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Queen Anne’s Lace-Dried to Perfection

Racks of drying flowersAdding dried wildflowers into a fresh flower arrangement can add some extra texture and eye appeal.   Queen Anne’s Lace, one of the more versatile filler flowers lends itself very well to the drying  process.  And this can be done very easily and inexpensively right at your own home so you can always have a supply on hand.

The most common method for drying flowers is air drying.  To get the best results with Queen Anne’s lace you should select blooms that are just at their peak or even just before full bloom.

Cut the stems to the length that you want them for your project.  Once they are dried, they will be more difficult to cut and it might cause some damage to the dried stem.  Always remove the leaves.  They do not dry well and could issues with the stems.  Using rubber bands, group the flowers into threes or fours and secure them together tightly.

You’ll want to make sure that the area you are planning to use for drying is dark, dry and warm.  Humidity can promote the growth of mold and prevent the flowers from drying properly and direct sunlight could cause them to fade.  A closet or an attic area will work perfectly for drying flowers.  Hang them upside down either on a hook or a nail.  The drying process takes about 2-3 weeks to complete.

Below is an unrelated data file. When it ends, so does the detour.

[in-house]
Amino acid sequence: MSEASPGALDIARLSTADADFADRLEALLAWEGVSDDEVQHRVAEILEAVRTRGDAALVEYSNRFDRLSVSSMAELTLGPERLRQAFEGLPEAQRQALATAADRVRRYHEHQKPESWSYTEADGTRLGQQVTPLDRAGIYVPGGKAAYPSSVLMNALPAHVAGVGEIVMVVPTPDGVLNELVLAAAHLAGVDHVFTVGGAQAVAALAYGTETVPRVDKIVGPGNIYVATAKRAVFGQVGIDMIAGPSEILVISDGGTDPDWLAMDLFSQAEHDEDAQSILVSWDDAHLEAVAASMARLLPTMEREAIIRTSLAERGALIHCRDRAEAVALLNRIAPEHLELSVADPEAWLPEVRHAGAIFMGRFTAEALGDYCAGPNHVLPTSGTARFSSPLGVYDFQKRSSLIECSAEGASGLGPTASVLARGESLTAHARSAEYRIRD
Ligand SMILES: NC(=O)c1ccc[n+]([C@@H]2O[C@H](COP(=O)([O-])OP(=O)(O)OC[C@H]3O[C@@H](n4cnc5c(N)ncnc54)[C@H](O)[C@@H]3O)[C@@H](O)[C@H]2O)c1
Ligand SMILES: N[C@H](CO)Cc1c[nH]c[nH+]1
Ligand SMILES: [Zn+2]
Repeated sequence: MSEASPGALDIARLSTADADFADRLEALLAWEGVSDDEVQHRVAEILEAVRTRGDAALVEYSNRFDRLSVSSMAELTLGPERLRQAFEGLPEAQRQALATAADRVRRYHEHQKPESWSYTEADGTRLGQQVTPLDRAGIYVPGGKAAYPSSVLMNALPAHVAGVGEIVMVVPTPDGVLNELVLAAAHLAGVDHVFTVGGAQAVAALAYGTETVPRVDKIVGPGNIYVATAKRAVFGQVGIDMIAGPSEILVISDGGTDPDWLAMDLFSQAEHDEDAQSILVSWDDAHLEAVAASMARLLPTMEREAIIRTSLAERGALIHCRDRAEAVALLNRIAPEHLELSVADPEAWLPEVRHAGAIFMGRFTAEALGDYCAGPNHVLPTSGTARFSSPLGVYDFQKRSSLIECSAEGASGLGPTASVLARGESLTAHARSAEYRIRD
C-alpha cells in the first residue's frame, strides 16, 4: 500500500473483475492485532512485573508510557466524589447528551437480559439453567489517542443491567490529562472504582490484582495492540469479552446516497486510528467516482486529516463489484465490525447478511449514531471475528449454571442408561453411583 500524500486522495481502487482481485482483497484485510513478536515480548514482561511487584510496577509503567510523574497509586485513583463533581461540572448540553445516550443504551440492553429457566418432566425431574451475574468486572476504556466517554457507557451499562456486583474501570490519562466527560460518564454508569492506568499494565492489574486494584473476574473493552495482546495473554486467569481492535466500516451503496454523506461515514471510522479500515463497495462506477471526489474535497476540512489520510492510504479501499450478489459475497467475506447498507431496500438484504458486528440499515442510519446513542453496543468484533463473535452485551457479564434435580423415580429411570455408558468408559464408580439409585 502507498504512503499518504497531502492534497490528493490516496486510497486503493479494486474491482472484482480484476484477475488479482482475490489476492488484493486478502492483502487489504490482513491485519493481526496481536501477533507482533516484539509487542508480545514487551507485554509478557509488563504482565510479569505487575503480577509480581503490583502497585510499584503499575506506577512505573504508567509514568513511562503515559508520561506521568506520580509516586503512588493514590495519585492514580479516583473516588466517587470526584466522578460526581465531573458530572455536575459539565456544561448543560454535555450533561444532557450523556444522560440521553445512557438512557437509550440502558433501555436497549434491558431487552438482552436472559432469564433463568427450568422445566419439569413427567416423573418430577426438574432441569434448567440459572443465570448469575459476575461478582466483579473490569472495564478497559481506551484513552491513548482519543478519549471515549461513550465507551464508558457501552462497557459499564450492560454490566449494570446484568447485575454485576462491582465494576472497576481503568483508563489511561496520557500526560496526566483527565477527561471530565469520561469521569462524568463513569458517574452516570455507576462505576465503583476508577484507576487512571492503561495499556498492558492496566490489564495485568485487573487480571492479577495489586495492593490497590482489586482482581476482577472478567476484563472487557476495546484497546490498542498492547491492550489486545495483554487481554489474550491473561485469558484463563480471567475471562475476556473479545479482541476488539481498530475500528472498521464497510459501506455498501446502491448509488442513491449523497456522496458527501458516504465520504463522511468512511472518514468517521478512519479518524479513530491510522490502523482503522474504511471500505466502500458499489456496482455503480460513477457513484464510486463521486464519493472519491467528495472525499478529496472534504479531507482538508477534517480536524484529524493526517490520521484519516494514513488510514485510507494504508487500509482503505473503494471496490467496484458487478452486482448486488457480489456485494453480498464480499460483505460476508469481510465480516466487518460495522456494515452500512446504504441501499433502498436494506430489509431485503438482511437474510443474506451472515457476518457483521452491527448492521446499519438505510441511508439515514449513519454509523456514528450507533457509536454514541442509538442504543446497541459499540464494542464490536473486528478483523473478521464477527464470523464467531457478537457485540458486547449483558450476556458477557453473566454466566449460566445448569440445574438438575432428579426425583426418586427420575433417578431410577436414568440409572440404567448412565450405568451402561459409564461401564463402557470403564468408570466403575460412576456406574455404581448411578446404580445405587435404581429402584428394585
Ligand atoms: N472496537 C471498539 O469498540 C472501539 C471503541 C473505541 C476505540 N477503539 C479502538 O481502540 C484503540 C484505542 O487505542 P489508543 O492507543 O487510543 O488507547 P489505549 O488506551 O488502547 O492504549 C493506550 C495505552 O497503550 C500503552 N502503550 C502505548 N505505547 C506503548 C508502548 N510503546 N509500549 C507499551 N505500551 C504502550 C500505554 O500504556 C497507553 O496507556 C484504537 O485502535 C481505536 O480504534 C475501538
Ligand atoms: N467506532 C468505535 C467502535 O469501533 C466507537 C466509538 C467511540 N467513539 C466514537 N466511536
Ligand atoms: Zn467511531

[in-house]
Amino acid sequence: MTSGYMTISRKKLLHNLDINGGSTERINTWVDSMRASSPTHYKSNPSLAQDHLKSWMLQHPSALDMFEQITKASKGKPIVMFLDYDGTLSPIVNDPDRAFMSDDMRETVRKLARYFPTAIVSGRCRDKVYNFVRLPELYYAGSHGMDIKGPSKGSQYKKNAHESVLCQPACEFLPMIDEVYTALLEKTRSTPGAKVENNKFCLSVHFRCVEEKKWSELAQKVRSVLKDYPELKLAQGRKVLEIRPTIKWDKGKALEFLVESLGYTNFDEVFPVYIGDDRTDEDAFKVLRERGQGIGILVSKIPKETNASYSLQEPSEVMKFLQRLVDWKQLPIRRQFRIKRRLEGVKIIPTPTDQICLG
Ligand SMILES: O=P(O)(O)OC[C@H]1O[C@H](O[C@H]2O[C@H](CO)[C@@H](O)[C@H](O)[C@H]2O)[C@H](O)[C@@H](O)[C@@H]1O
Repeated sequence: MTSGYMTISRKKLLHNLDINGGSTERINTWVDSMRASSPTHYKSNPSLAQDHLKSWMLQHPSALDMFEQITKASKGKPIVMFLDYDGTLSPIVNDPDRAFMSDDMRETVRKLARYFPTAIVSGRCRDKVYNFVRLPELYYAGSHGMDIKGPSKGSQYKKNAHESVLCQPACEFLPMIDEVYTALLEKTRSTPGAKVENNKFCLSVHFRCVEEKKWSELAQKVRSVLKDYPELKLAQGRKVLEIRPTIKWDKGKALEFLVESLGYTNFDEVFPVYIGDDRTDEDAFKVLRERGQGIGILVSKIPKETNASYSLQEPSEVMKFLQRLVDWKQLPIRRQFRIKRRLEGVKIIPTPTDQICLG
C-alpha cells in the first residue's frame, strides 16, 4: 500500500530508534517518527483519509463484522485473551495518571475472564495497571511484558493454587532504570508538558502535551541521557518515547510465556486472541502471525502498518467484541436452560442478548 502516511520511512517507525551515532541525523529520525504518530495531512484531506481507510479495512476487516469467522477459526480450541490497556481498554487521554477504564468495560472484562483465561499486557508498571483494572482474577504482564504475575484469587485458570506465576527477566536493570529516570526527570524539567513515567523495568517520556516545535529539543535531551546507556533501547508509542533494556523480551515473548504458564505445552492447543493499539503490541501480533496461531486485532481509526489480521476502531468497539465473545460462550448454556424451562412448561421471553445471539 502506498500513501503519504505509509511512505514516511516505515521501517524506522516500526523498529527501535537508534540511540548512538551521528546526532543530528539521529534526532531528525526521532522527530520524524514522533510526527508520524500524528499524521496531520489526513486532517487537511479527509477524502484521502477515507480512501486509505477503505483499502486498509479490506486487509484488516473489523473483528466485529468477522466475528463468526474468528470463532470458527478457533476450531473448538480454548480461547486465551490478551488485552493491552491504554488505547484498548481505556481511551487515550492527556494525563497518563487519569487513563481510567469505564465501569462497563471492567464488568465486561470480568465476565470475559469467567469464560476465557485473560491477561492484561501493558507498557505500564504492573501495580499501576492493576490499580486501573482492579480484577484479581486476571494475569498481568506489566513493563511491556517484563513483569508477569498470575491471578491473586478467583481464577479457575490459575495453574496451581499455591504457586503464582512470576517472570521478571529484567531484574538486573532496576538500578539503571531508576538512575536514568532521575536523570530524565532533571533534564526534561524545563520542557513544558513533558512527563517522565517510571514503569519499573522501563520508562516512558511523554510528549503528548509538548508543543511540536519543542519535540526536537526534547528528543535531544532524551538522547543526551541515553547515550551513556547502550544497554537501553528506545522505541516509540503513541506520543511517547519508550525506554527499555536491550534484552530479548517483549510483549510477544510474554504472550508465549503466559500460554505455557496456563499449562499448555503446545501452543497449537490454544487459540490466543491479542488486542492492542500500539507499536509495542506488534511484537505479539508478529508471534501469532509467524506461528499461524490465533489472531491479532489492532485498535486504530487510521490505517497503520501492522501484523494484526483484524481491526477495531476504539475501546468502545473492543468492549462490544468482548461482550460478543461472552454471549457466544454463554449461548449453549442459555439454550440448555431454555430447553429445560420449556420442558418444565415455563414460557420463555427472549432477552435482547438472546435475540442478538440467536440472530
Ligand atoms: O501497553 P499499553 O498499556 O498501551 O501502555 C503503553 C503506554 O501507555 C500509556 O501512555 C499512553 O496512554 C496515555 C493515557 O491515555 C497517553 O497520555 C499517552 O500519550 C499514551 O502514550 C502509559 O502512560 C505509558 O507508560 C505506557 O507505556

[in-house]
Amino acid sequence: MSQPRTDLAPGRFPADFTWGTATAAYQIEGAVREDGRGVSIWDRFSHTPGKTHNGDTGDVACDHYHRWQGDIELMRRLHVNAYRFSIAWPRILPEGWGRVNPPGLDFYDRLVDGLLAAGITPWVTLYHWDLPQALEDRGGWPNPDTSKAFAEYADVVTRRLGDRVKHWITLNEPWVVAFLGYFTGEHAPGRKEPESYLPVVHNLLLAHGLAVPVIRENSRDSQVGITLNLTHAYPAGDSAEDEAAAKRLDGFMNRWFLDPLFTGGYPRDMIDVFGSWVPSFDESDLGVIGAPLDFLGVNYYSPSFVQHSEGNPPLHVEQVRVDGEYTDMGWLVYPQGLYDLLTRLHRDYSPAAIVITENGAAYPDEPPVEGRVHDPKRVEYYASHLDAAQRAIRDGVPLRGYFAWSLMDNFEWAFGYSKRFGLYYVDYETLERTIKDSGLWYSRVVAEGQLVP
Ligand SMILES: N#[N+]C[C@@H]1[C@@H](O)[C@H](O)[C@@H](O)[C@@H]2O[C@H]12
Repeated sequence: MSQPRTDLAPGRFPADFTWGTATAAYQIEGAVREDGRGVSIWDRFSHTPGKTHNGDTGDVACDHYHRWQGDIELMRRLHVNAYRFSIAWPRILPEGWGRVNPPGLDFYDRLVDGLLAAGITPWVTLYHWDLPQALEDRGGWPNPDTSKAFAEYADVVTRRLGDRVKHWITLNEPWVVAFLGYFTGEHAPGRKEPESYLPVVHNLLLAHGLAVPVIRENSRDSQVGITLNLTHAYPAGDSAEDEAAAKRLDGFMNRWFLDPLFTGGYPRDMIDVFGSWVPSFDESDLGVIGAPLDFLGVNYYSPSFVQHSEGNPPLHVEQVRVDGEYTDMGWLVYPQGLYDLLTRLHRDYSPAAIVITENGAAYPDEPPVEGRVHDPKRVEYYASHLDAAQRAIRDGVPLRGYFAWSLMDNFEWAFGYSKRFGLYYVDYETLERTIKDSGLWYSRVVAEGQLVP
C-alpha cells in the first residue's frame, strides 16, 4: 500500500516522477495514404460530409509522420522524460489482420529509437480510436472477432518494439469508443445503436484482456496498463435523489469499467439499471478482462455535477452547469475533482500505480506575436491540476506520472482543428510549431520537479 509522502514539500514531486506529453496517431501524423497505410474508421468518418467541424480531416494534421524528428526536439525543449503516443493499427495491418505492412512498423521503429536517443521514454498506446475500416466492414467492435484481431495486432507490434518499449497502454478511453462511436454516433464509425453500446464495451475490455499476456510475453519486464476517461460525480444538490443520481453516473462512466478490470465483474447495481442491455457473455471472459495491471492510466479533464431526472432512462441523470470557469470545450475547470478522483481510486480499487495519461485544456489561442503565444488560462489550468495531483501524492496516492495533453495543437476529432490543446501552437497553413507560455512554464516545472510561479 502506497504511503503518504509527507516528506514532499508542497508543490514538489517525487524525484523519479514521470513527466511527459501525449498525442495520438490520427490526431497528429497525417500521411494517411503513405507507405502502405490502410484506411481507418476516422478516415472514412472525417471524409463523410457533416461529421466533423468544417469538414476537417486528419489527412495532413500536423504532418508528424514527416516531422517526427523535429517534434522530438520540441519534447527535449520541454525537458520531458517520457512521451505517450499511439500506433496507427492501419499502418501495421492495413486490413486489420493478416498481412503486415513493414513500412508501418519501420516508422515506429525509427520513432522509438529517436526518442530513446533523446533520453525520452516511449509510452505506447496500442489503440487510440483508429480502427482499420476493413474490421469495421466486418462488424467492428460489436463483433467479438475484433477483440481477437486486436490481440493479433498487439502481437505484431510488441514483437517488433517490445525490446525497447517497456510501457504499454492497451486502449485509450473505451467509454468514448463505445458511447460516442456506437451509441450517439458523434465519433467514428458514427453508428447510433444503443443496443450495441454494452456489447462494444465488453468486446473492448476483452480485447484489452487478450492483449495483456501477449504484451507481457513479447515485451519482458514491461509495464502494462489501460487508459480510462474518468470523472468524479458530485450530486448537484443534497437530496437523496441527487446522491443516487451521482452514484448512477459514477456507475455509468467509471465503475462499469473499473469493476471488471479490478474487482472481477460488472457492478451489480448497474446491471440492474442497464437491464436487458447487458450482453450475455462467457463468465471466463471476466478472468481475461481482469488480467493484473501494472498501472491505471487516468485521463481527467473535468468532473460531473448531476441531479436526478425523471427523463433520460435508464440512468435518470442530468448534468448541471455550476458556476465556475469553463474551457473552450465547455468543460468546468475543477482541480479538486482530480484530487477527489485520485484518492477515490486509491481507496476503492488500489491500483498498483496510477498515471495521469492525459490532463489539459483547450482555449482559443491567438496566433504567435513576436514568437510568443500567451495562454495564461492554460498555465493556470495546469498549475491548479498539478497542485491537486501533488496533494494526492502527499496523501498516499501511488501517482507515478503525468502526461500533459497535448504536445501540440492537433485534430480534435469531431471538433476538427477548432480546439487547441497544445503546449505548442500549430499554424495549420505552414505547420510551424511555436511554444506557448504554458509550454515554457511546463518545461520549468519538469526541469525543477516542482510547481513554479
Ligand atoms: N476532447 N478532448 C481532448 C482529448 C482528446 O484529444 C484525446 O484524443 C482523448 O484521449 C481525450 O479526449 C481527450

If you are in a hurry and need them to dry faster, try  using the Desiccant Method.   The Desiccant method allows you to greatly speed up the drying process by use of white cornmeal and borax as drying agents.  You’ll need some additional items You’ll prepare them the same way you do for the standard drying method, using blooms near or at peak and making sure the stems are the length you will need for your project.  Place the flowers in a cardboard box and cover them in a mixture of equal parts of white cornmeal and borax.  Your dried Queen Anne’s Lace will be ready in about two days.  The only real draw back to this method over the standard drying method is that white blooms may darken in color anywhere from a cream to a tan color.

One Response to Queen Anne’s Lace-Dried to Perfection

  • Kathy says:

    I have tried drying Queen Anne’s Lace but the flower heads curl up and do not dry intact. Do they need to be pressed?

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